Red Alert

Archive for the ‘Christmas’ Category

Someone had to do it…

Posted by on December 24th, 2010

It’s not my favourite Xmas song by any means but it is wonderfully camp and unlike the ‘timeless’ classics this one is unashamedly trapped in the 80s.  George Michael’s coif alone is worthy of mention.

Although I wish I could tell the woman in the very orange parka to stop torturing herself coz she’s seriously barking up the wrong tree….


Food for thought #1

Posted by on January 1st, 2010

Food. I’ve been doing more than eating it. I’ve been truly experiencing it and enjoying it in recent days. We’ve had a week in our former home region of Marlborough which brands itself the Gourmet Province. We have eaten fat fresh cherries, luscious apricots, chunks of local smoked salmon, delicious cheese made in the Marlborough Sounds, fresh vegetables drizzled with virgin olive oil. All bought from the wonderful farmers market that celebrity chef Chris Fortune helped set up some years ago. The food is all local, mostly seasonal. It tastes and looks better. Such local markets are now established in many centres. Christchurch has several, including a Saturday morning French market. They provide an alternative to supermarkets, often at lower prices. And you can often ask the grower about what you are buying. We had a delightful chat to the cheesemaker, who told us about her return to the family farm to fill a niche in the Marlborough foodscape. You just can’t do that at Countdown.

Meantime, I’ve picked up a book in the Blenheim house we borrowed from friends for Christmas. The Omnivore’s Dilemma explores factory farming in the US. It’s a very timely read given the plans to house dairy cows in the Mackenzie Basin. I’ll relate some ugly truths about industrial food production in America in my next post-and some rising issues here in NZ. Meantime, if you are on holiday somewhere and you haven’t ventured into a local farmers/food market, go and give yourself a New Year treat.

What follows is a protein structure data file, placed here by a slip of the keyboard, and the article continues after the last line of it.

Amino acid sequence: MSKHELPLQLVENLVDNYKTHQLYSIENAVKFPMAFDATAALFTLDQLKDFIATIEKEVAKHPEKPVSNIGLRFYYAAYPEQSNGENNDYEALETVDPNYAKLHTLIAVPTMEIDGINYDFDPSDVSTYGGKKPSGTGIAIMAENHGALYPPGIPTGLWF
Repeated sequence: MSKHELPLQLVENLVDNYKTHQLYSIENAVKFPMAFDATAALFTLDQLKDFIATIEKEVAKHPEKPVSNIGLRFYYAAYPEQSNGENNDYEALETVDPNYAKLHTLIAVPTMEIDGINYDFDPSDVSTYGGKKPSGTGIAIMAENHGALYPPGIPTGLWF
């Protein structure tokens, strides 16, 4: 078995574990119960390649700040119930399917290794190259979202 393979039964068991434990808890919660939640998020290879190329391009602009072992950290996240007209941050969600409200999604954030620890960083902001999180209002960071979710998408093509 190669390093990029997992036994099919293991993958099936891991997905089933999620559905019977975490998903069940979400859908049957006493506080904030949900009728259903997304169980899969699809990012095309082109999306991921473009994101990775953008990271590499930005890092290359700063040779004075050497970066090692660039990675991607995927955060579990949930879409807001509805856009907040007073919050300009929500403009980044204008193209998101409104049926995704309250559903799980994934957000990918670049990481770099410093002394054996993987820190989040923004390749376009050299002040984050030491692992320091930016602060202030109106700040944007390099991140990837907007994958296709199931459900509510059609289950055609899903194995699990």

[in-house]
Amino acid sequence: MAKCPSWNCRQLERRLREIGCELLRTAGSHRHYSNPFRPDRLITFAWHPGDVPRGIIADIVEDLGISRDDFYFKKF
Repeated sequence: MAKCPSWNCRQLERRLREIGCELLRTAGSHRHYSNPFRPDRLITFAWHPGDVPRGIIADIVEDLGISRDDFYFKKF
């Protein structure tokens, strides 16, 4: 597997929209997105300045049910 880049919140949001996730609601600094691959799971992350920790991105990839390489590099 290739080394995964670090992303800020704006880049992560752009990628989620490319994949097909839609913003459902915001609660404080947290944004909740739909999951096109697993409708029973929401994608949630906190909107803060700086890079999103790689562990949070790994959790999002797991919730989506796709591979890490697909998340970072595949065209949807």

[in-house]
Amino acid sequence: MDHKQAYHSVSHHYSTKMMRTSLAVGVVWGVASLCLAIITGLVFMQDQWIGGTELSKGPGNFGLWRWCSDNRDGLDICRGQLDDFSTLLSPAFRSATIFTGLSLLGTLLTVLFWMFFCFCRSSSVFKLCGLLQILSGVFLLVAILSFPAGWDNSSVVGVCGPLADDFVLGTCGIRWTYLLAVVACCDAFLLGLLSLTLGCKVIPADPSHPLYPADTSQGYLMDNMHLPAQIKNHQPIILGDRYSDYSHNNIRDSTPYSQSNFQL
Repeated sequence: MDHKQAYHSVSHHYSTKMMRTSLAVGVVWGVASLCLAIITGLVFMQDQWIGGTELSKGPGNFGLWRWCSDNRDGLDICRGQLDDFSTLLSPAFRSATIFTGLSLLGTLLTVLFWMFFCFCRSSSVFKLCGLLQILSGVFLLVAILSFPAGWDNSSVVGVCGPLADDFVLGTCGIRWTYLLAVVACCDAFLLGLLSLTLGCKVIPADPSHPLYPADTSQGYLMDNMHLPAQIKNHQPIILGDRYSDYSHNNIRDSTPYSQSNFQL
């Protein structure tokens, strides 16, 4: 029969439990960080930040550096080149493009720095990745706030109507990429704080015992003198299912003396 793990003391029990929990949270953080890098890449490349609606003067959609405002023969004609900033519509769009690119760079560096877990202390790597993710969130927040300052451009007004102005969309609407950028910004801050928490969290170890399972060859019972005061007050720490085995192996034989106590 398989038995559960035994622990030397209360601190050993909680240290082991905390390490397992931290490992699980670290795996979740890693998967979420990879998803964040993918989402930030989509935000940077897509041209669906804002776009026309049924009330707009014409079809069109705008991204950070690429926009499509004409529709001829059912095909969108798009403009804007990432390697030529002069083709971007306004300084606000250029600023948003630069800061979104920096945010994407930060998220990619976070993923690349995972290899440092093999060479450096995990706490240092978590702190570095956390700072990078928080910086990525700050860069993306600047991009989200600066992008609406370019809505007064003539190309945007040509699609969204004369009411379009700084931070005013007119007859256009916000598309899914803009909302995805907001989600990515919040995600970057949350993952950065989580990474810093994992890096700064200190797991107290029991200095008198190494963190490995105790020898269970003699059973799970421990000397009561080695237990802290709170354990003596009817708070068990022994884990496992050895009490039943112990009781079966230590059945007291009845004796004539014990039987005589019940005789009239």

Social media and people power

Posted by on December 27th, 2009

It’s the time of year to be contemplative. Colin James’ piece in the Press yesterday invoked us to remember the conundrum of Christmas, the darkness and the beauty of  humankind, and invited us to promote the good of humans and not to trade in the bad.

Optimism, I hope, is my nature. In that spirit, here’s two other pieces to contemplate. I hope you’ll read them.

They are each about the emerging power of social media and how it is being used (and could be used) as a force for change by groups of people who feel oppressed. Disturbingly, how it can also be (and already is) used as a means to oppress and restrain.

Both pieces are about the balance of power between citizens and the state and how technology is fueling social movements. Both are published in Prospect Magazine.

1. How dictators watch us on the web by Evgeny Morozov. A disturbing account which argues that while the internet is meant to help activists, enable democratic protest and weaken the grip of authoritarian regimes, it doesn’t—in fact, the web is a boon for bullies.

2. The net advantage: Media guru Clay Shirky responds to criticisms in Evgeny Morozov’s piece on why dictators benefit from the web. Despite pitfalls, he says, the internet remains a positive force for democracy.